05/07/2015 19:41 BST | Updated 05/07/2016 06:59 BST

Greening Grey Britain


The past ten years have seen the number of green spaces in UK towns and cities fall to alarmingly low levels. This is obviously a great concern to me, but as the Director General of Royal Horticultural Society (RHS), you'd be surprised if it wasn't. But this problem should also be of great interest to every man, woman and child living in UK cities today.

New evidence has shown that Britain is paving over more front gardens, more quickly than it did a decade ago. Over the past ten years 15 square miles of green land has been lost. More than five million front gardens now have no plants growing in them, 7.24million are nearly totally paved over and four and a half million are completely paved over.

This matters to all of us because of the many health and environmental benefits we lose as each paving stone is laid. You may not know it, but our front gardens, full of plants, are the quiet, unassuming heroes of modern city living.

There is increasing evidence that plants have the ability to help mitigate against one of the major challenges of life in our towns and cities: air pollution. Scientists have found that some plants are able to act as green filters and trap air-borne pollutants in their leaves. Just imagine the cost of creating such a filter and providing them to every household. When you think of gardens in that way it seems inconceivable that we are choosing to bury them under concrete, yet increasing numbers of us doing just that.

But plants don't only help to reduce pollution, they also help to cool urban spaces in the summer and insulate them in the winter. The hard surfaces that are spreading across towns and cities absorb heat during the day and release this energy at night, creating a phenomena called the 'urban heat island effect' that sees the temperatures in cities increase higher than those in surrounding areas. But just a 10 % increase in vegetation is said to be enough to reduce summertime air temperatures, which also means lower household bills, as air conditioning costs are reduced and energy used more efficiently.

Like many other organisations, the RHS is deeply concerned about the impact the loss of habitat is having on wildlife and pollination. It's a very simple calculation, the less green space we have, the less space and food there will be for wildlife. Front gardens have a vital role to play in protecting and sustaining our fauna. A garden with a variety of plants can sustain a range of wildlife including birds, bees, other pollinating insects and mammals - that's why it is vital that we push back the grey tide. We would all do well to remember that without plant life, there will be no human life - when you look at it this way, we need the bees more than they need us!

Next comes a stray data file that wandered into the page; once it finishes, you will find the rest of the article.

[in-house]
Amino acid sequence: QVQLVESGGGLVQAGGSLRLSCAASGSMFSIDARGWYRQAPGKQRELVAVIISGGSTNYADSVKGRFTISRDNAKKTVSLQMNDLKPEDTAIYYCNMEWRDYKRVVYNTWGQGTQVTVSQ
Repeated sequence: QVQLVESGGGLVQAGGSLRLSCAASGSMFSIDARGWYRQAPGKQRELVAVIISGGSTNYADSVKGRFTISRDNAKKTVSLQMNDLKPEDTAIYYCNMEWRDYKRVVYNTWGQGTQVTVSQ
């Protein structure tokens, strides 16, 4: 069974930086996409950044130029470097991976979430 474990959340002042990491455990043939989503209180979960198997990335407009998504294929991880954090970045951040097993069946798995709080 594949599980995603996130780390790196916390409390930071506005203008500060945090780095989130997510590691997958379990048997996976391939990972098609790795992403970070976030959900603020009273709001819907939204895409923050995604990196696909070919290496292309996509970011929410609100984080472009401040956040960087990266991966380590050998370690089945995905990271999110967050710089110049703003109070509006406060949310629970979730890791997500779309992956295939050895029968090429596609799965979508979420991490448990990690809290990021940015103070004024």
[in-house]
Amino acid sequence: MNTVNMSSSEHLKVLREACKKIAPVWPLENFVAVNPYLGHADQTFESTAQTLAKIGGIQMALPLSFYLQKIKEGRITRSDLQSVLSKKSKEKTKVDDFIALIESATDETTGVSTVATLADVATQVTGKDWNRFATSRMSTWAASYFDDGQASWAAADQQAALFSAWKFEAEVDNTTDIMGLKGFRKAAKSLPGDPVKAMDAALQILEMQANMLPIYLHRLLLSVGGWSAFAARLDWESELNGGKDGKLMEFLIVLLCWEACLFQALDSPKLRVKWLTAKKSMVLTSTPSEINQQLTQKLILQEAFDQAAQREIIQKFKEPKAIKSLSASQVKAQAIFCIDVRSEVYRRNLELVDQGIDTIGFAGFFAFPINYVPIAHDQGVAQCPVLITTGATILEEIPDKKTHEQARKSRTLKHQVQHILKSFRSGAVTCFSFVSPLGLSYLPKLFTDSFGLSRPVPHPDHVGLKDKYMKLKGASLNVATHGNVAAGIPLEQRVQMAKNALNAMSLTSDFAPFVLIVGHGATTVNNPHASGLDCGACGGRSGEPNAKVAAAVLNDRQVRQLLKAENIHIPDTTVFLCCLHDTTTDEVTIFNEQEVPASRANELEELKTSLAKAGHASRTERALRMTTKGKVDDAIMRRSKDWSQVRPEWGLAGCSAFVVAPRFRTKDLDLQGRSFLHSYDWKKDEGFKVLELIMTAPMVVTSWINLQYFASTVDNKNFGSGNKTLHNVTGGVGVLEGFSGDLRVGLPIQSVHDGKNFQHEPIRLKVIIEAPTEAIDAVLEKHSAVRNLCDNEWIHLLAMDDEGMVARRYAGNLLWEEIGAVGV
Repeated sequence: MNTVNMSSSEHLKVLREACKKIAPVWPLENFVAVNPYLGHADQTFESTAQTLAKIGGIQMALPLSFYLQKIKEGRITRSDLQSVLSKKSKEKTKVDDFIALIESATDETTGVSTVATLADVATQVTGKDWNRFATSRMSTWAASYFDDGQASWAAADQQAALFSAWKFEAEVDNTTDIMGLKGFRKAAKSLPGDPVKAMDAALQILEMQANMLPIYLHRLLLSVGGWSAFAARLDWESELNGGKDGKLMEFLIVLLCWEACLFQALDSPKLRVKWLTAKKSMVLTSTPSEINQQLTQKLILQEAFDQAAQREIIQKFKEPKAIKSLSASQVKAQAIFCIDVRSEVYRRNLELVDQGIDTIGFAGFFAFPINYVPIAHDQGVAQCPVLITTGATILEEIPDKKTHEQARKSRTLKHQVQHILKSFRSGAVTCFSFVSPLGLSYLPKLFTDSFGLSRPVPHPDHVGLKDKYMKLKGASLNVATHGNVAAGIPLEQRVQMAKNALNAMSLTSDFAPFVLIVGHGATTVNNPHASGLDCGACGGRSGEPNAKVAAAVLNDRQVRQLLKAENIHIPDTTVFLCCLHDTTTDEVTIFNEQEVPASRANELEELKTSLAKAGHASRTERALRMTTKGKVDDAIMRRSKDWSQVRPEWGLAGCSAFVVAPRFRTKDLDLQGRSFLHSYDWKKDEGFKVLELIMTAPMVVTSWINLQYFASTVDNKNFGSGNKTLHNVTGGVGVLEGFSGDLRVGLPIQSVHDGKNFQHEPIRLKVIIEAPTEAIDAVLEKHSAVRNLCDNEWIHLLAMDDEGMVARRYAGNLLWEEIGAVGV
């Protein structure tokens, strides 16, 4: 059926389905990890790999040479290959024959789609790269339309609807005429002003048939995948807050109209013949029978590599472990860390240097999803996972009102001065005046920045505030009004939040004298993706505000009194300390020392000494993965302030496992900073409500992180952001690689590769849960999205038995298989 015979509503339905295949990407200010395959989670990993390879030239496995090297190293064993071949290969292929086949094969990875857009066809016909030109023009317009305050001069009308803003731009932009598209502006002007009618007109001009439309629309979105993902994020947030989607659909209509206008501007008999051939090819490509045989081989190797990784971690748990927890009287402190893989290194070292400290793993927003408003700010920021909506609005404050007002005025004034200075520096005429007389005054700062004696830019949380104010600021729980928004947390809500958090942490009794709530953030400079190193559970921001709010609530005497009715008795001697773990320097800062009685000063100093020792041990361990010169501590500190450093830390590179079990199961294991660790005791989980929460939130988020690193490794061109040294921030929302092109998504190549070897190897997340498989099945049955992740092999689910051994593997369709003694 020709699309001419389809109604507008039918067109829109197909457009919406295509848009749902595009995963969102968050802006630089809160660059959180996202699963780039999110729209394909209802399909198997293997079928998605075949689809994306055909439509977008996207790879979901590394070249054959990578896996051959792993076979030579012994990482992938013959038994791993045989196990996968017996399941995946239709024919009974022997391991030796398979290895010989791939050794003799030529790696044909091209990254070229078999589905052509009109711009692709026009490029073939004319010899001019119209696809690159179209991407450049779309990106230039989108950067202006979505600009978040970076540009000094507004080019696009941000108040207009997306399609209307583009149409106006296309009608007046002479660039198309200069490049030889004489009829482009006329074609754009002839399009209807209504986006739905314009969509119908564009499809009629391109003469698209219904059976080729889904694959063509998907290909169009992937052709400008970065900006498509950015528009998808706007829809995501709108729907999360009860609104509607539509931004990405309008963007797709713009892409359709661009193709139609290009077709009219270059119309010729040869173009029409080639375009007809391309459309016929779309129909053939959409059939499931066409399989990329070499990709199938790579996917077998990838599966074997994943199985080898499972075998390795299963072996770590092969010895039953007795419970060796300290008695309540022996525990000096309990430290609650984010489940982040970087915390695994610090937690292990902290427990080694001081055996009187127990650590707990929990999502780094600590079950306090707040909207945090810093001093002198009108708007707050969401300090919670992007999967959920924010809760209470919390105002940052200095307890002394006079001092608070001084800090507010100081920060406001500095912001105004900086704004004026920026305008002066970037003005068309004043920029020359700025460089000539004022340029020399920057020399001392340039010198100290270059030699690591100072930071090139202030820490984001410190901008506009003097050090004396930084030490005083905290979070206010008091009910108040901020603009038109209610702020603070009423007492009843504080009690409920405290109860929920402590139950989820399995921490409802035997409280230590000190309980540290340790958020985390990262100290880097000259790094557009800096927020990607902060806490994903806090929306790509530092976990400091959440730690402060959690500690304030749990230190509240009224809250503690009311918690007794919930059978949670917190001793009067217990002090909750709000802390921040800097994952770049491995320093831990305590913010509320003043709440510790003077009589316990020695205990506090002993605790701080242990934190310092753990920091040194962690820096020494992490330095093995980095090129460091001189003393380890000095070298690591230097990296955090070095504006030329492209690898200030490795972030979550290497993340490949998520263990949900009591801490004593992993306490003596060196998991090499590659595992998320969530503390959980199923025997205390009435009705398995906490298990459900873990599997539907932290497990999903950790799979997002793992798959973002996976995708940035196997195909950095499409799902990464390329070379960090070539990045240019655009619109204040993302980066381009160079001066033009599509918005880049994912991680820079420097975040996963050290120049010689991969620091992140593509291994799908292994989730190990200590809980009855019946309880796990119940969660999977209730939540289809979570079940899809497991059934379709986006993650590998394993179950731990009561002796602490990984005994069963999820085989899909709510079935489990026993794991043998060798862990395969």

The RHS has launched a call to action called Greening Grey Britain to do just that. We are asking the nation over the next two years to transform 6,000 hard, cold, grey areas into living, green beacons that will enrich lives and benefit the environment. We want everyone to get involved and invest a little time to make their front garden, their community, a corner of the school playground, a living space. This is not about horticultural excellence, this is about the real difference plants can make to the quality of all our lives.

At the RHS we believe a balance can be struck between the needs of motorists to pave and park, and the benefits front gardens bring, that's why we're providing advice, guidance and tips on the plants and paving that can be used in conjunction with the needs of motorists. To learn more about Greening Grey Britain and to pledge your support visit: